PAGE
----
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Adverse Effects of Methadone

From: Chapter 3: The Fundamentals of Methadone Maintenance Treatment, in Methadone Maintenance: A Counsellor's Guide to Treatment (© 2003).

In addition to its desirable effects (relieving opioid withdrawal and craving), methadone, like any other medication, may also cause a number of undesirable (adverse) effects. Some of these adverse effects (when they occur) tend to be persistent, while others tend to subside over time.

Given the length of time clients remain in MMT, concern about its adverse effects is fully justified.

The more common and more persistent adverse effects of methadone include the following:

  • sweating
  • constipation
  • changes in sexual desire and functioning
  • insomnia (U.S. Department of Health and Human Services, 1995).

 

Adverse effects of methadone that subside over time include the following:

  • reduced appetite; weight gain
  • nausea
  • drowsiness
  • tension, nervousness
  • headaches; body aches and pains (including "bone" aches)
  • chills (U.S. Department of Health and Human Services, 1995).

 

The adverse effects of other opioids are similar to those of methadone. When used at higher doses for severe pain or opioid dependence, therapeutic doses of opioids may also (initially) induce a sense of tranquillity and decreased apprehension.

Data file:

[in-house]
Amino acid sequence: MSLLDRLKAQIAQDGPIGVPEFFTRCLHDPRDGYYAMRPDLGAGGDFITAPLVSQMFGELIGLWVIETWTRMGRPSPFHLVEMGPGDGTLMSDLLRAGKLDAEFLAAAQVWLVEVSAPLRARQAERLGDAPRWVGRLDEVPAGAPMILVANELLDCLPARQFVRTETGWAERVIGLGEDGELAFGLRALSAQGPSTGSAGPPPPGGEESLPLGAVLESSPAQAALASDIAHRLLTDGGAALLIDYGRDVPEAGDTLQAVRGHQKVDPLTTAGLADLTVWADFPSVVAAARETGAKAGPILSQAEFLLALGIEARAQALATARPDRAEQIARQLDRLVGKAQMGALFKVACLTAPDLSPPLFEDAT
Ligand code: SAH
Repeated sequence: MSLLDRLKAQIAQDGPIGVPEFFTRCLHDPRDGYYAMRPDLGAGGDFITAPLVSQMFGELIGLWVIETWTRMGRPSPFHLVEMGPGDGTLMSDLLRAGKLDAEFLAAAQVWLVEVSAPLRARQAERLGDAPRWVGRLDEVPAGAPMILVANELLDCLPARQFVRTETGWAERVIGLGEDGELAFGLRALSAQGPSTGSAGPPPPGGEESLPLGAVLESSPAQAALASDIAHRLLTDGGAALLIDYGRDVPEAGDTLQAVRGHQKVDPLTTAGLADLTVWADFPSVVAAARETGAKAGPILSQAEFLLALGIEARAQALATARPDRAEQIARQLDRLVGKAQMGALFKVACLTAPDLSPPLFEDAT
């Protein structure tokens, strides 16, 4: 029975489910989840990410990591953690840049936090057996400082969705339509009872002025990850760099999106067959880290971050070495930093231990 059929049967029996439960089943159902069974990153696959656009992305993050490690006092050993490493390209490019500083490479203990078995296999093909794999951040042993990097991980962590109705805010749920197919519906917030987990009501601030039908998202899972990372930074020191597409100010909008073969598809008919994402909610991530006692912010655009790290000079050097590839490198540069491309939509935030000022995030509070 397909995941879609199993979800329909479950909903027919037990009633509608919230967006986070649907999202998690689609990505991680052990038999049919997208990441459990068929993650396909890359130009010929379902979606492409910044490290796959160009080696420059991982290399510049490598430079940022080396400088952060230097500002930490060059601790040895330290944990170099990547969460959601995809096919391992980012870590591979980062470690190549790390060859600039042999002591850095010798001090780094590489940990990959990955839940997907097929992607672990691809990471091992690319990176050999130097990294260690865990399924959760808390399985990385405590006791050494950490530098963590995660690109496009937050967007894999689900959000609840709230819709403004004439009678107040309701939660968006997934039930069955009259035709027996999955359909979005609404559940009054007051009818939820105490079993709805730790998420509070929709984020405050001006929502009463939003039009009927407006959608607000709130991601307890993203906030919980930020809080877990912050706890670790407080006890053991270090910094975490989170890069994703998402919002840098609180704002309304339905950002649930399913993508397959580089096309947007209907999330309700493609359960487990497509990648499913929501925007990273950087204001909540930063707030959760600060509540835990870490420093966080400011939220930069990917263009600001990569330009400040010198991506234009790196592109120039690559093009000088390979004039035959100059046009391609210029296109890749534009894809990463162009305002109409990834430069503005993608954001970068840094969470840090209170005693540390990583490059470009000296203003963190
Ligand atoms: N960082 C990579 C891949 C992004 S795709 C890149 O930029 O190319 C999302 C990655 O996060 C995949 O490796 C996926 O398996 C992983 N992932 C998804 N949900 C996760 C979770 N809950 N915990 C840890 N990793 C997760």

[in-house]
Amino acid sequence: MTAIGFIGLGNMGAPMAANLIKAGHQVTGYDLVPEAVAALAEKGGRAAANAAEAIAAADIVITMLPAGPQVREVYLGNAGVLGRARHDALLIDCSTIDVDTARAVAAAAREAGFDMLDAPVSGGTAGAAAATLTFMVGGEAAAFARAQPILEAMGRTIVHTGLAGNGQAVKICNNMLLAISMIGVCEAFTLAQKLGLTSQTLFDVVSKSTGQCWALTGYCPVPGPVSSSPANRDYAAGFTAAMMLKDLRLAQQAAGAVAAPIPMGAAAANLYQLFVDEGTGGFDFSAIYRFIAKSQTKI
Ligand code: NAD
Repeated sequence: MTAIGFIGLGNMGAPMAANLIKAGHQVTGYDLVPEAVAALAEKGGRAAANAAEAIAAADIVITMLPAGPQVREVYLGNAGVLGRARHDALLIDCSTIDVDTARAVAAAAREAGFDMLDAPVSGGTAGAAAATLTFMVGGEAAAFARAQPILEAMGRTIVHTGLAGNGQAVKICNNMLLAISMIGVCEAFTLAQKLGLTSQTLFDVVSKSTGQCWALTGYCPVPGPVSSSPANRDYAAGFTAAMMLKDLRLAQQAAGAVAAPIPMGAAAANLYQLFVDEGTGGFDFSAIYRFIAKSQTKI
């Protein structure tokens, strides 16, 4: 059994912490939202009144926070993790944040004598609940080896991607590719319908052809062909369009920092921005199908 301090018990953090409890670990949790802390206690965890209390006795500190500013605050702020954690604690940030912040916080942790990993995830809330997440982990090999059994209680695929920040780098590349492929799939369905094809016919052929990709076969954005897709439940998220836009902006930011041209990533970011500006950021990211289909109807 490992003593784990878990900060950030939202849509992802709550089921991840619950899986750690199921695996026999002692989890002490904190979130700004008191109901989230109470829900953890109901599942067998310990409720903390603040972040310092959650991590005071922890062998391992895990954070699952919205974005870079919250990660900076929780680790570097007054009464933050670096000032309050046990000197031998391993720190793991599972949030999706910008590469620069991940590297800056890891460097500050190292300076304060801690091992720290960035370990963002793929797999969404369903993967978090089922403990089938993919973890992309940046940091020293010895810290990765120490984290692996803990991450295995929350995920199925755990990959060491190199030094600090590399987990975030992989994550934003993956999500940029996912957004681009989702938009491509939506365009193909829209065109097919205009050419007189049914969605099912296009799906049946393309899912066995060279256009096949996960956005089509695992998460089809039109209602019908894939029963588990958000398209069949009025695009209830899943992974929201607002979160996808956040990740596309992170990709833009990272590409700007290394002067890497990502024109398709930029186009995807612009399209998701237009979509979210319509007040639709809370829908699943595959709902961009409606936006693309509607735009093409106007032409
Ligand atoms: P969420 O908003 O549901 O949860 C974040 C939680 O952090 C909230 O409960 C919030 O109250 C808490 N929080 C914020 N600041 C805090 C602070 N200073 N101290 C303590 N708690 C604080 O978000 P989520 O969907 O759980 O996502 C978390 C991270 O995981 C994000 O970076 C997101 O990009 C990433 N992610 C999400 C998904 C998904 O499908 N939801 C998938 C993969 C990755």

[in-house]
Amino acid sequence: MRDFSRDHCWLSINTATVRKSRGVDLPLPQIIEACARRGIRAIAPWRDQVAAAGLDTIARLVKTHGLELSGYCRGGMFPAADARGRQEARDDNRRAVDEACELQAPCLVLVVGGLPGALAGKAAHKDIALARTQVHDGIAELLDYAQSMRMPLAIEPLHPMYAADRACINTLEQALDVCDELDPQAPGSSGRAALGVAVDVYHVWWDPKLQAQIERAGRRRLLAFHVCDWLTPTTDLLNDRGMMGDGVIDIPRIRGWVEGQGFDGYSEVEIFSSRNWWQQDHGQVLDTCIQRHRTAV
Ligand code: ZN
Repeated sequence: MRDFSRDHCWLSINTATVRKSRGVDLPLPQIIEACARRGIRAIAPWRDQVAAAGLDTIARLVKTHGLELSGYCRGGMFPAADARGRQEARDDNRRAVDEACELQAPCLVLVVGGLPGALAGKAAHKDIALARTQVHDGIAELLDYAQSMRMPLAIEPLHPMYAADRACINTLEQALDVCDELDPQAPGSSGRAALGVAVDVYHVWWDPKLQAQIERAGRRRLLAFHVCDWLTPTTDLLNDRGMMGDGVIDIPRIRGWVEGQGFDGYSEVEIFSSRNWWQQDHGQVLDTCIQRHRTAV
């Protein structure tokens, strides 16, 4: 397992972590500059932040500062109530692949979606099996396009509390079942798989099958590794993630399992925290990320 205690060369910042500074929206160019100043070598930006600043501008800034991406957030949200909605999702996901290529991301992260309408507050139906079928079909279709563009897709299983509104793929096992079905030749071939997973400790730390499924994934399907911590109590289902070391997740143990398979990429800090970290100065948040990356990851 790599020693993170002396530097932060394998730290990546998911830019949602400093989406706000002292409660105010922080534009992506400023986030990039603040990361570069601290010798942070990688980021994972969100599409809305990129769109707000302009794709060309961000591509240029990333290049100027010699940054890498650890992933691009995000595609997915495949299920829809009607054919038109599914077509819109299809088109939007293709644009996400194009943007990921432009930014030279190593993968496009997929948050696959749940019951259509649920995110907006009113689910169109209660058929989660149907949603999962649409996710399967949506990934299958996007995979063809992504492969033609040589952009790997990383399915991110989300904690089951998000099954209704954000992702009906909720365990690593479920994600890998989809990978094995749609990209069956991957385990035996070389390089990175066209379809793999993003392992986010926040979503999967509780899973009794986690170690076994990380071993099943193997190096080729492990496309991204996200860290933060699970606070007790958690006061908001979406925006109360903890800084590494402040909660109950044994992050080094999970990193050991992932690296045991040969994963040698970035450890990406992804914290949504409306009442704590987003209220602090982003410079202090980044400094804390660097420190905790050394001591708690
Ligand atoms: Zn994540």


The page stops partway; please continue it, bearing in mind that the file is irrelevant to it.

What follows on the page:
Other adverse effects that have been associated with methadone include the following:

  • flushing, blushing
  • vomiting
  • dizziness, lightheadedness, unsteadiness, faintness
  • itching
  • constriction of airways
  • dry mouth
  • difficulty passing urine
  • reduced or absent menstrual cycle
  • dysphoria
  • palpitations (heart pounding)
  • swelling of feet and ankles
  • dental problems
  • muscle and joint pain
  • arms and legs feeling heavy
  • sleepiness
  • abdominal cramps.

 

Without minimizing the adverse effects of methadone, the following should be noted:

  • Not all clients will experience all adverse effects.
  • Many adverse effects are rare and will only be experienced by a few clients.
  • Different clients experience different adverse effects.
  • Most clients become tolerant to some adverse effects.
  • An adverse effect may be the consequence of too high a dose (intoxication) or too low a dose (withdrawal).
  • Adverse effects experienced with methadone may be more bothersome even if they are similar to or milder than adverse effects clients have experienced with other opioids.
  • Some adverse effects may not be disabling and may only be minimally bothersome.
  • Some adverse effects can be prevented or treated.
  • It is likely that factors other than the effects of methadone contribute to some of the adverse effects associated with methadone.